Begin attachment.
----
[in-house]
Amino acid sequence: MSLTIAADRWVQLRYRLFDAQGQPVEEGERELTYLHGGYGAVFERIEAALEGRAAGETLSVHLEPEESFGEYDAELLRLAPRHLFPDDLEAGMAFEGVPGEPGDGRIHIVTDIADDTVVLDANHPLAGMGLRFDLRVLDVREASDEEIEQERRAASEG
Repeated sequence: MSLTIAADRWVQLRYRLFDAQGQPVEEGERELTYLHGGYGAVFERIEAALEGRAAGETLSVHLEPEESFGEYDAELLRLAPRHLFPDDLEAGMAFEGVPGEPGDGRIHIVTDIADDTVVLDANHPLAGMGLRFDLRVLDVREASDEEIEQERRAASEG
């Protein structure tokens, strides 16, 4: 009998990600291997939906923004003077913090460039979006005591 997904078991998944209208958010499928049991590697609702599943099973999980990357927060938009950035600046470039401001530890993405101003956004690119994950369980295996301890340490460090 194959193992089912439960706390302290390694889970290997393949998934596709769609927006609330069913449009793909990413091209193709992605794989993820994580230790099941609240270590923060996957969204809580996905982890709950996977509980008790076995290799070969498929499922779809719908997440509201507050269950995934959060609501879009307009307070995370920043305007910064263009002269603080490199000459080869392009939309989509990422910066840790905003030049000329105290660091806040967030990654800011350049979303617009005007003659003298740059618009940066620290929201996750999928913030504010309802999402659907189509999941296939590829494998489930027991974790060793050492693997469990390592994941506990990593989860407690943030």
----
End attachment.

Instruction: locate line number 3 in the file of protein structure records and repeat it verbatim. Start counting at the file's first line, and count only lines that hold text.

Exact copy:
Repeated sequence: MSLTIAADRWVQLRYRLFDAQGQPVEEGERELTYLHGGYGAVFERIEAALEGRAAGETLSVHLEPEESFGEYDAELLRLAPRHLFPDDLEAGMAFEGVPGEPGDGRIHIVTDIADDTVVLDANHPLAGMGLRFDLRVLDVREASDEEIEQERRAASEG